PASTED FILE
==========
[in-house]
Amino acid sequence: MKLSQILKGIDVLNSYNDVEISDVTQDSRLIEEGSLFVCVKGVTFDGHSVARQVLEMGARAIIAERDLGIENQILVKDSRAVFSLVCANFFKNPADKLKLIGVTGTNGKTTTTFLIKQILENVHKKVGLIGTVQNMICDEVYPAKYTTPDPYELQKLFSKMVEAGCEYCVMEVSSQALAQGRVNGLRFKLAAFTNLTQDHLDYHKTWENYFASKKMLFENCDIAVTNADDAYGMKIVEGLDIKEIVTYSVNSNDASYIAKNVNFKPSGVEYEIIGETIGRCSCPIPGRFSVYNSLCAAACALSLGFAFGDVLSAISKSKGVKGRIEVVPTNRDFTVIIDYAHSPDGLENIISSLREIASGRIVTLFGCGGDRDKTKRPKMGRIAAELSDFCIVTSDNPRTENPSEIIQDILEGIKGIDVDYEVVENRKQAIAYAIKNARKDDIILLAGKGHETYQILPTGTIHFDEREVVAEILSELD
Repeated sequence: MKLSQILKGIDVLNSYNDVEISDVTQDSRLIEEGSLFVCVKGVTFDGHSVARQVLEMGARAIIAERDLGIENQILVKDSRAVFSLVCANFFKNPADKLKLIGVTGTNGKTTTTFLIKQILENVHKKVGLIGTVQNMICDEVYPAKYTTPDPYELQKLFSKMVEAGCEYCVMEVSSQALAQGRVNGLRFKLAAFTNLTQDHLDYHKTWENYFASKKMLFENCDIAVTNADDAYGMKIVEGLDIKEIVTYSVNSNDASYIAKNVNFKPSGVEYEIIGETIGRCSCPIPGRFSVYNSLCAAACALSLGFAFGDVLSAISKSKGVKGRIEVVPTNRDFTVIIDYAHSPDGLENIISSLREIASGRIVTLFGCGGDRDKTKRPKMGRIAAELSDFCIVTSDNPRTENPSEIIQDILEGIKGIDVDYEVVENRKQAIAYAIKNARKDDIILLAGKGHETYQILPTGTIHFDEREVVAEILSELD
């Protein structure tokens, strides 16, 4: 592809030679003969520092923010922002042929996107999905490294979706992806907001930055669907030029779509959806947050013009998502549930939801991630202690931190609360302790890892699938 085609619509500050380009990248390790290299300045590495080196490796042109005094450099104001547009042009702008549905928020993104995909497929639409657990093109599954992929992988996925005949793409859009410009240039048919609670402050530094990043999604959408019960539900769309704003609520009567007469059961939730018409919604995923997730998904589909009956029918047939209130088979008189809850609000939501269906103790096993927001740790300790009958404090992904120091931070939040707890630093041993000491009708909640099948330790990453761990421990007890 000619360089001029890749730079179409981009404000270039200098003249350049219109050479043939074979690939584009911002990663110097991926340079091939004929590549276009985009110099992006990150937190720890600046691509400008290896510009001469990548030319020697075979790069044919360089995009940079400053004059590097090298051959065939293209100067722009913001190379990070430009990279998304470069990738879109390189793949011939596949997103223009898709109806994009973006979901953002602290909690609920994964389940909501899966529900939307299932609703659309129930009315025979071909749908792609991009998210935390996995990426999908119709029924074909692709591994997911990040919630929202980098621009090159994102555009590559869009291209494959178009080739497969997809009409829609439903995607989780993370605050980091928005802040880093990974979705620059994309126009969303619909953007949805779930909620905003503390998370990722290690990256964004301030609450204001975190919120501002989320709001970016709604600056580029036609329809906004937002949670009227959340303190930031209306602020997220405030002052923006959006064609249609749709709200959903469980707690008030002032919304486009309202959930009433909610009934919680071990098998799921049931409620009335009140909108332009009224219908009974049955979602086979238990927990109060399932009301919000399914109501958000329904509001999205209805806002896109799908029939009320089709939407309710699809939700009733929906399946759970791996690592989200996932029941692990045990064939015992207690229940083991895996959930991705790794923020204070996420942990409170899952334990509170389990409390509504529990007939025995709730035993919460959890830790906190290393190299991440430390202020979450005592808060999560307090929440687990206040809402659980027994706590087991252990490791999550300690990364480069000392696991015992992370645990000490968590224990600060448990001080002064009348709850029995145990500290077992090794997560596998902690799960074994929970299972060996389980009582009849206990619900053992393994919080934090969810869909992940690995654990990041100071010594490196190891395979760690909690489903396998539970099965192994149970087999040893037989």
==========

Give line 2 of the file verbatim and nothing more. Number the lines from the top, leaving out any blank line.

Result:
Amino acid sequence: MKLSQILKGIDVLNSYNDVEISDVTQDSRLIEEGSLFVCVKGVTFDGHSVARQVLEMGARAIIAERDLGIENQILVKDSRAVFSLVCANFFKNPADKLKLIGVTGTNGKTTTTFLIKQILENVHKKVGLIGTVQNMICDEVYPAKYTTPDPYELQKLFSKMVEAGCEYCVMEVSSQALAQGRVNGLRFKLAAFTNLTQDHLDYHKTWENYFASKKMLFENCDIAVTNADDAYGMKIVEGLDIKEIVTYSVNSNDASYIAKNVNFKPSGVEYEIIGETIGRCSCPIPGRFSVYNSLCAAACALSLGFAFGDVLSAISKSKGVKGRIEVVPTNRDFTVIIDYAHSPDGLENIISSLREIASGRIVTLFGCGGDRDKTKRPKMGRIAAELSDFCIVTSDNPRTENPSEIIQDILEGIKGIDVDYEVVENRKQAIAYAIKNARKDDIILLAGKGHETYQILPTGTIHFDEREVVAEILSELD